Contemporary Art Gallery BWA Sokół, Nowy Sącz, 18.01–17.02.2013
Michał Smandek: Teleport Process
Jacek Kołodziejski: Terrarium
The beginning of the 19th century – the birth of the modern era – a period with a deluge of tourist guides, with the cult led by Baedeker publishing at the forefront. As a characteristic feature of modernity, tourism gives all its complexity and internal entanglement. The fascination with exotic species of animals; accompained by their extermination. Curiosity about the world, which led to visits to tourist attractions – a theatre, where the modern man saw his desires and ideas about the world. In broader terms, tourism reflects the tension between the romantic need to experience primordial nature, and the process of industrial expolitation of the planet. Tourism, then, expresses so well the perfect complexity and systematic ambivalence of modern humanity: the manufacture of an artifical world that terrified, and from which humanity fled, and the search for a lost paradise, naturalness, which when it is found, turns out to be too wild to surrender to control.
Although actually the works exhibited in the Contemporaries: tourists formed as a result of journeys, out of town trips, long walks and observation of nature, the tourism of Jacek Kołodziejski and Michał Smandek should not, of course, be taken too literally. First of all, it must be understood as an ambivalent, self-contradictory human relationship with nature. Jacek Kołodziejski’s photographs were taken over the last four years during trips to southern France, Croatia and Poland. But Jacek says bluntly: “I havent’t got the soul of a traveller, and adventures in exotic countries rather scare me.” As a result, he chose a place where technology tangibly came into contact with nature, and where it was safe. Among them is a park located in the Camargue wetlands and marshes nature reserve, where wild white horses live and for whom there is a comfortable, paved path. Jacek Kołodziejski then photographed the bridge over the highway, which allows the animals to migrate, then a hotel in Languedoc with “wild”, but carefull cultivated vegetation. He consciously looked for a particular terrarium, but when he entered the artificially ordered place, it turned out that he hed to deal with nature in all its spontaneity and vitality.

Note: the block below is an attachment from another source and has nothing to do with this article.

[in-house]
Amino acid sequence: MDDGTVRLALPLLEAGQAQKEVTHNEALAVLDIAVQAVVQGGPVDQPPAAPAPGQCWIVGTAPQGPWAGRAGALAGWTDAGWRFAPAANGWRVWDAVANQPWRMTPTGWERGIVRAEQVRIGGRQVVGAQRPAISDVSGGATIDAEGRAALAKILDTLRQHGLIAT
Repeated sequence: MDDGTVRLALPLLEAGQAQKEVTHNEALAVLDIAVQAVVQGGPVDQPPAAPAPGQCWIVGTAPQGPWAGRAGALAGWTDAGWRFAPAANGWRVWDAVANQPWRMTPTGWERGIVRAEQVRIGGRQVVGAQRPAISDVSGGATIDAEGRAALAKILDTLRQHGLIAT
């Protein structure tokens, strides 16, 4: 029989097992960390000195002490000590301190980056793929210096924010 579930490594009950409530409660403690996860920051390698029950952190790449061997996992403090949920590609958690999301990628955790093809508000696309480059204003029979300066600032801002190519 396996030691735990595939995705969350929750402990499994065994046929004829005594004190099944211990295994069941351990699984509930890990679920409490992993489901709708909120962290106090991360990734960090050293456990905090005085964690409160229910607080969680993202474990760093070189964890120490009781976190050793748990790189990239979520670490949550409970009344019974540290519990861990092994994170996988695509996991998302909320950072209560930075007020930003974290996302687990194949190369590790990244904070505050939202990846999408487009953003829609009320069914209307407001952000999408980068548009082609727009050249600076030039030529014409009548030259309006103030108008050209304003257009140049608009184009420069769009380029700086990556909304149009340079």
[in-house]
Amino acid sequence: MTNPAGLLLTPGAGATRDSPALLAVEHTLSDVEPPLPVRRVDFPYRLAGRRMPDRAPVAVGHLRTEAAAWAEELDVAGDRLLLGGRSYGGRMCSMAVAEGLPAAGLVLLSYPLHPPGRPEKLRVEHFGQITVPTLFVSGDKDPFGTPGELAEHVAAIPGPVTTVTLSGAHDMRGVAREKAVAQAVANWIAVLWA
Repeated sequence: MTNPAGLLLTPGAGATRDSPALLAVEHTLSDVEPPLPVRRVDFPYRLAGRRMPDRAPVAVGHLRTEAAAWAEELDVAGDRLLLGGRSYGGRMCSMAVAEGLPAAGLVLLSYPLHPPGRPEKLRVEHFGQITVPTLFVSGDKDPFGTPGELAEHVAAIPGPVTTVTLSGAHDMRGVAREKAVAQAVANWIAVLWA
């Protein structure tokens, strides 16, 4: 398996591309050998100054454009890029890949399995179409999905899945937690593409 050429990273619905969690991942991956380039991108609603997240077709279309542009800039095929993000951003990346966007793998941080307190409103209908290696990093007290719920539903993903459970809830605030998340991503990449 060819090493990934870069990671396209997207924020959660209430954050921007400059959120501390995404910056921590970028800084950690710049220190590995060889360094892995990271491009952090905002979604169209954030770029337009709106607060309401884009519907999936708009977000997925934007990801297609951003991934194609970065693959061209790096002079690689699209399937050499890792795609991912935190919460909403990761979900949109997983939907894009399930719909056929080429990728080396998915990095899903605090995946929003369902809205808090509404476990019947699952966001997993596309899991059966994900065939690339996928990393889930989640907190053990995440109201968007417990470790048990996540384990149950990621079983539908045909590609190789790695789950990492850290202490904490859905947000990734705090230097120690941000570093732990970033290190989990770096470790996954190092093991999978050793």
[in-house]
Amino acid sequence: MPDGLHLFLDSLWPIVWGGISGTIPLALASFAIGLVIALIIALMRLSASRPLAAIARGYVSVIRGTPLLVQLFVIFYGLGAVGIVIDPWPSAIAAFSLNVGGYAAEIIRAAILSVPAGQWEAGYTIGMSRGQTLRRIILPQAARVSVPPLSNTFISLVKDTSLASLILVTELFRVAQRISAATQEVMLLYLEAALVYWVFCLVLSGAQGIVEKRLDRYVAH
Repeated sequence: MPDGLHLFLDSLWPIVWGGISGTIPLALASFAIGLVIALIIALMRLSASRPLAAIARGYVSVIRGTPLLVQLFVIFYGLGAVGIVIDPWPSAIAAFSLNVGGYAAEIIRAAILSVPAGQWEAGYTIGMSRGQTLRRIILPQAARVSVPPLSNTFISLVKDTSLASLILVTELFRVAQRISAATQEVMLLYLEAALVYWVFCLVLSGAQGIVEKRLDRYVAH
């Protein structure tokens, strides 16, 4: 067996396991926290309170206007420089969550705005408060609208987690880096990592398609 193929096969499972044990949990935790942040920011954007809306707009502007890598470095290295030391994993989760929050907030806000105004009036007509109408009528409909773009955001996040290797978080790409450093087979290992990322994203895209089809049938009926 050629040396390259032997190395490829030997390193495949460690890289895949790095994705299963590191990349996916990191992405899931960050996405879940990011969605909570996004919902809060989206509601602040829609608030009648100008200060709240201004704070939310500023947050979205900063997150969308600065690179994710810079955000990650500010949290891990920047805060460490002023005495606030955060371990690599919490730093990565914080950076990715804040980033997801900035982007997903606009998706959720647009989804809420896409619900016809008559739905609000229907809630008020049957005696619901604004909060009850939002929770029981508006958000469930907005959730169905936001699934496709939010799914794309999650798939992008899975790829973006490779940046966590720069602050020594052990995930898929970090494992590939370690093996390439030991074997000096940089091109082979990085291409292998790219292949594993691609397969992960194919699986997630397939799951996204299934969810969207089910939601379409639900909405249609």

Michał Smandek travels the world looking for places where nature seems untouched by man. The Meke Golu Crater, the white surface of the salt lake Tuz in Turkey, Cabo the Gata in Spain, and Cabo de Sao Vincente in Portugal are only a few of the locations where he has intervened. He has been travelling for a number of years, inhaling the climate of deserts areas of the USA and unpeopled areas of Asia. He is interested in nature in its orginality and simplicity, so he goes for simple chemical substances, and bases his work on simple physical processes. However, in working with nature he becomes an experimenter, and uses practices familiar from science. As a result, it appears that his work does not have to do with nature, but with something manufactured and artifical. Organic and inorganic matter, which would speak for itself, begins to speak thanks to the Michał’s intervention.
The expeditions taken by Jacek Kołodziejski and Michał Smandek, are first and foremost cultural journeys between the poles of technology and naturalness, and only later moving from place to place. Their works show that when studying the relationship between nature, man and technology, there is no need to reach for scientific and technological innovations, as bioart specialists do. It is not even necessary to leave the house. It is practised daily by all, and begins when spraying the room with air freshener.
An interesting figure of the relationship in question is the location of the BWA Sokół gallery and its design themselves. A contemporary building, built in a small town, through whose glass walls you can see the old mountains, raised several milion years ago. On the terraces aroun the gallery there will probably be snow, while inside the buzz and hum of projectors and air conditioning reign.
Michał had top grades in physics. That’s why he doesn’t believe scientists and as far as possible wants to check them himself. From beginning to end: patterns, rules, definitions – everything that makes up an image of the world. He started modestly, from his birthplace – Silesia. He wandered throough the slagheaps and mine-workings. At the beginning he investigated the basics: the brittleness of the branches, the air density, the angle of incidence of light. Then, for a little money, he left and his experiments gained momentum: in the USA he examined water evaporation and its relationship with solids. Then he performed sevral tests devoted to atmospheric pressure, which proved to be a success. Encouraged by his results, he want to Turkey, where he studied the crystallisation ot the sodium chloride crystals and the spectrum they projected. From classical Newtonian physics, he then moved to the theory of relativity and started exploring black holes. He is mastering quantum physics and patenting a formula for teleportation. In Nowy Sącz the scientific and artistic experimental hailstones will turn into water in the gallery, then evaporate, and outside finally reform as ice once more. This unique phenomenon will be observed in the north of the planet for the first time.
exhibition view, photo by Jacek Kołodziejski